Internet of Things: Hydroponics!

The goal of my project on this Internet of things -course is to design and implement an environmental condition monitoring system for hydroponics. In a hydroponic system plants are grown in a nutrient solution without use of soil.

I’ll be working with a platform called Arduino, which is a single board microcontroller and an open source development platform. It provides a way to create devices which interact with the environment, with sensors, for an example.

The sensors I’ll be using are based on the Grove system manufactured by Seeedstudio. Its main part is the base shield, which is plugged into the microcontroller. All the sensors are attached to this shield. I plan to include sensors for temperature and humidity of air, ultraviolet intensity, air quality and water temperature. Initial plans were to also measure the pH and electric conductivity of the water, but this part seems a bit problematic at the moment.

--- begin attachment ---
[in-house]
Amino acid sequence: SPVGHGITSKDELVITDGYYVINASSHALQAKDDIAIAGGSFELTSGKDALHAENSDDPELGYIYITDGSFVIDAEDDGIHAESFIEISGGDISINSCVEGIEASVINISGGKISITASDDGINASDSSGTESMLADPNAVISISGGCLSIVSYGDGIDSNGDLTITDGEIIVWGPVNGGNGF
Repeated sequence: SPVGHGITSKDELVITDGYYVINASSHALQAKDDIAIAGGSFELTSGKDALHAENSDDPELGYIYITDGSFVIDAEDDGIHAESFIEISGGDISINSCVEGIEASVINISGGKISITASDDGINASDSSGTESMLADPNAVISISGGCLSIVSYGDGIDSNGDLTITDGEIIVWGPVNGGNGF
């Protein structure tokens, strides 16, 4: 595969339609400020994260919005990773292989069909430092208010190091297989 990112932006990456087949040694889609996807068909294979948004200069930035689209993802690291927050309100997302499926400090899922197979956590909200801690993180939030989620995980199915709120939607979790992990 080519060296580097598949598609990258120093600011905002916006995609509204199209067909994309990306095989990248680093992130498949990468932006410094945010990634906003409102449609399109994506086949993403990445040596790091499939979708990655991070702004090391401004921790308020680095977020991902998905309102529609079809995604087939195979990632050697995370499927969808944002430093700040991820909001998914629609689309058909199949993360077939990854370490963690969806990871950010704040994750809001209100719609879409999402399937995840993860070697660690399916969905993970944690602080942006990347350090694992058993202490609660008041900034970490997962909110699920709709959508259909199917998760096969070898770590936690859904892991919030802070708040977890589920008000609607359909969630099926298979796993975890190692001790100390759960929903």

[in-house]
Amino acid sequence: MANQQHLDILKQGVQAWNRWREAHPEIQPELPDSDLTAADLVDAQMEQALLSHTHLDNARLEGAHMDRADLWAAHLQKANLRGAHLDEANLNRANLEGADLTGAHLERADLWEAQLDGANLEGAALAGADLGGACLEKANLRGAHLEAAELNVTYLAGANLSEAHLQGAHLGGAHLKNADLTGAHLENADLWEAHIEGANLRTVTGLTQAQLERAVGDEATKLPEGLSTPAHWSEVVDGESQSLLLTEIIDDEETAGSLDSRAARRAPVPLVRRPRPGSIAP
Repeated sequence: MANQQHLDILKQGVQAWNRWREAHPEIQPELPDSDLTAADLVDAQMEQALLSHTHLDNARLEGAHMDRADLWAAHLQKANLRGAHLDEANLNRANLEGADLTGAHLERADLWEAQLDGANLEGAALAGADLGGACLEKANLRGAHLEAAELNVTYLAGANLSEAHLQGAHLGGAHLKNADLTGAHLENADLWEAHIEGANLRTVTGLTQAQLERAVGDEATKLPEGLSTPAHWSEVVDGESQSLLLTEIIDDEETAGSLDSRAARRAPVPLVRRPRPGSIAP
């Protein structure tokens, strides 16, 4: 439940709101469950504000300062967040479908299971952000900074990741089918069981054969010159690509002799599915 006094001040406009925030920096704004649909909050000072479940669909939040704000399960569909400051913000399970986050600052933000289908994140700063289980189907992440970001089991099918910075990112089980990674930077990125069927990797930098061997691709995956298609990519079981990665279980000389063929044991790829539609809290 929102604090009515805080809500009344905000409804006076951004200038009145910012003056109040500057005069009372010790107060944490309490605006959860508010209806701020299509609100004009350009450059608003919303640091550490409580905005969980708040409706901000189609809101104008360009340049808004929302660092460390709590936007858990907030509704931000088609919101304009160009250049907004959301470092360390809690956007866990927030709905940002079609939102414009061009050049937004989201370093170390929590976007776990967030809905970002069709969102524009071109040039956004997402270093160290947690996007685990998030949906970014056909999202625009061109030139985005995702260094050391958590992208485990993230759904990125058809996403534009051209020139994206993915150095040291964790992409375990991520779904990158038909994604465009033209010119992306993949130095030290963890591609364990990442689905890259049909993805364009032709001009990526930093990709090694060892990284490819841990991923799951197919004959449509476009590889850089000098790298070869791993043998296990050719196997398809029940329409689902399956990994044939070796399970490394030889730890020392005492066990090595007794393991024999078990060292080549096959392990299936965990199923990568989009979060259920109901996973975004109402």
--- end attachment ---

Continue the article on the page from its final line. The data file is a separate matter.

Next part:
My system will measure the data points and push them to the web server using HTTP GET. That’s why I plan to use the Arduino Yún board, which has built-in Ethernet and WiFi support. The user interface will visualize the data stream by drawing real time charts of it.

Sounds like fun, doesn’t it? 🙂

UPDATE: My source code is now online on GitHub!

I have proceeded as planned and used an Arduino Yún board with the Grove sensors. The sensors include a temperature and humidity sensor (DHT22), an ultraviolet light sensor (GUVA-S12D), an air quality sensor (TP-401A) and a 1-Wire temperature sensor (DS18B20), which is used for monitoring the water temperature. These are all connected to the Grove base shield, which in turn is connected to Yún, to avoid any unnecessary tinkering.

The code for the Arduino includes an instance of a HTTP client, which uses GET to send different data values to the Exactum Greenhouse web page. The sensor values are read using corresponding libraries, which are also available on GitHub. The hardest part for me in this project must have been understanding these libraries and how they function.

I learned a lot about Arduino and using different sensors on this course, and I plan to continue developing using this platform. My knowledge of electronics in general has also improved significantly. I will also continue working on my hydroponics system in the autumn. Plans are to hack a commercial product by integrating my system seamlessly with it, but we’ll see what happens in the future. 😉